Thousands marched in Tbilisi demanding the release of jailed opposition leader Mikheil Saakashvili.
Waving Georgia’s five-cross flag and holding banners that read “Free Saakashvili!” protesters marched through the Georgian capital before gathering outside parliament for the rally timed to coincide with the politician’s 54th birthday.
Protesters vowed to start a “mass hunger strike” until he is released.
Saakashvili’s arrest triggered a political crisis stemming from parliamentary polls last year, which the opposition has denounced as fraudulent. It also spurred the largest anti-government protests in a decade.
“Today, we are launching a mass hunger strike that will not end until Mikheil Saakashvili is released from captivity,” Nika Melia, the chairman of Saakashvili’s United National Movement (UNM), said to the crowds.
It is unclear how many people intend to participate in the hunger strike outside the UNM headquarters.
“This is a non-violent protest, a tough move, we have no other choice but to put pressure on the regime so that it loosens its grip on the Georgian state which it has captured,” Melia added.
‘We need freedom here and now’
The announcement comes as Georgian President Salome Zurabishvili aims to facilitate a “national reconciliation” to overcome political polarisation and division among the public.
Melia welcomed the Zourabishvili-initiated process of national reconciliation and vowed that the opposition would do its best to play a positive role in this process.
In a message to supporters that was read out at the rally by Saakashvili’s mother, Giuli Alasania, the former leader called for national unity and peaceful mass protests to pressure authorities to hold snap parliamentary polls.
He said Georgia’s “long-time dream and historic aspiration of European integration is under threat”.
“We are in vital need of free media, impartial judiciary, fair elections. We need freedom here and now, and for good.”
“Changing the current regime is an essential pre-condition for the fulfilment of our Western aspirations,” Saakashvili went on, referring to the ruling Georgian Dream party founded by the powerful oligarch Bidzina Ivanishvili.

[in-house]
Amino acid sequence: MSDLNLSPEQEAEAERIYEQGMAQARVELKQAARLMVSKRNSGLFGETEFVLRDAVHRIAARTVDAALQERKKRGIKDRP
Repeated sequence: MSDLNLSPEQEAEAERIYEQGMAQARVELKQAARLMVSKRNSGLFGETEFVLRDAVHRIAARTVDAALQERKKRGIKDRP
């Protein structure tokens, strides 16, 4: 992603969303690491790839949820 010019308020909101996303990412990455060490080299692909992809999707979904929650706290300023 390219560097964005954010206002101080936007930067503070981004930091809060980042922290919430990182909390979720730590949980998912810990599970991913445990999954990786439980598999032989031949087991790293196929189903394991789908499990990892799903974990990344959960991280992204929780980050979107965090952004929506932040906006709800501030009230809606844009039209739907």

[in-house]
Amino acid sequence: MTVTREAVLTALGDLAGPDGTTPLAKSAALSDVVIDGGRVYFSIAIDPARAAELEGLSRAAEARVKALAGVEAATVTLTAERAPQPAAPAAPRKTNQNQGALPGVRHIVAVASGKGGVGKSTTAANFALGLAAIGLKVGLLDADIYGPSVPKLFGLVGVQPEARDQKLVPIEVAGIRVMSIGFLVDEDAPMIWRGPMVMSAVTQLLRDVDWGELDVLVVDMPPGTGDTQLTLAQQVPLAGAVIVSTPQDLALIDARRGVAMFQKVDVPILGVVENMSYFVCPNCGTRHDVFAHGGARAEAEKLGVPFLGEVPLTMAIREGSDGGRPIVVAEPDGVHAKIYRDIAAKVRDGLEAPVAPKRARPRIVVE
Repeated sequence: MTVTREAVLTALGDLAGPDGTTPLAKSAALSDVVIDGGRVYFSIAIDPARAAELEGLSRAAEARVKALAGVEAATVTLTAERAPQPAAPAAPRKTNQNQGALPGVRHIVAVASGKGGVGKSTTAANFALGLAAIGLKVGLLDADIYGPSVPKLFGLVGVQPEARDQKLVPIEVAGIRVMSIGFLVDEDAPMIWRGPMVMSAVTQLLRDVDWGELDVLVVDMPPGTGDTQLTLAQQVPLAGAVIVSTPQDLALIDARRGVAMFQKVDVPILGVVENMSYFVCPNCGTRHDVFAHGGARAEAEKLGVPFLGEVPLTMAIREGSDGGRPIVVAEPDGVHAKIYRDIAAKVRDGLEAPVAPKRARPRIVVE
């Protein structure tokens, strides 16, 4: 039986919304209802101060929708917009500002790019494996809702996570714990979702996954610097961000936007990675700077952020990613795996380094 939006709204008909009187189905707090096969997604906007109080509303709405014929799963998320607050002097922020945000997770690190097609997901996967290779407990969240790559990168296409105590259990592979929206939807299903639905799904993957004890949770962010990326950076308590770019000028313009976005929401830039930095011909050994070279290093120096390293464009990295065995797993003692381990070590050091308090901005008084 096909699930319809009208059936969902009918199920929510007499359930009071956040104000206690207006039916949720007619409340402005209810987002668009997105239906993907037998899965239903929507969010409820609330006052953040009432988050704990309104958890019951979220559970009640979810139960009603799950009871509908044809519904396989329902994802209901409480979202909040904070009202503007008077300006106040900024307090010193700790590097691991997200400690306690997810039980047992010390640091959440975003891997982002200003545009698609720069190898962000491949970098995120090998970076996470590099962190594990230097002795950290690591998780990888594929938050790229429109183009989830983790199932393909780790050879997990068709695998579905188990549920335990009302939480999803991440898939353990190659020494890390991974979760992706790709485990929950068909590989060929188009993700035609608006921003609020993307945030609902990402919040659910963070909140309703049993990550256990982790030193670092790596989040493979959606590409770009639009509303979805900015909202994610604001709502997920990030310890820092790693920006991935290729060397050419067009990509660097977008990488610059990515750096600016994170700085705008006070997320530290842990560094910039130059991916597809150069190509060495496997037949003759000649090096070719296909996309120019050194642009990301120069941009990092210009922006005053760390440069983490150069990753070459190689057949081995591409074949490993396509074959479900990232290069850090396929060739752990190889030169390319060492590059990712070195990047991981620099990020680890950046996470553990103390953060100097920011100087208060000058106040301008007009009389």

‘We will not stop until Saakashvili is free’
Georgia’s richest man, who made his fortune in Russia, Ivanishvili is widely believed to be the top decision-maker in the country, despite having no official political role.
One of the demonstrators, 47-year-old architect Giorgi Darsavelidze, claimed that “Ivanishvili’s regime will crumble under popular pressure”.
“We will not stop until Saakashvili is free, until Georgia is back to its European path,” he expressed.
On Saturday, an independent council of doctors who examined Saakashvili in custody said he had developed serious neurological diseases “as a result of torture, ill-treatment, inadequate medical care, and a prolonged hunger strike”.
Saakashvili refused food for 50 days to protest his jailing for abuse of office, a conviction he has denounced as politically motivated.
The pro-Western reformer called off his hunger strike after he was placed — in a critical condition — in a military hospital in Georgia’s eastern city of Gori.
Georgia’s president from 2004 to 2013, Saakashvili was arrested on October 1 this year, shortly after he secretly returned to Georgia from exile in Ukraine.
Human rights group Amnesty International has branded Saakashvili’s treatment “not just selective justice but apparent political revenge”.
The US State Department has urged Georgia’s government “to treat Saakashvili fairly and with dignity”.
Several other rights groups have accused the Georgian government of using criminal prosecutions to punish political opponents and critical media.
Prime Minister Irakli Garibashvili sparked an uproar recently when he said the government had been forced to arrest Saakashvili because he refused to quit politics.
The former president is now also facing additional charges, including illegal seizure of property, embezzlement, illegal rally dispersal, and illegal border crossing.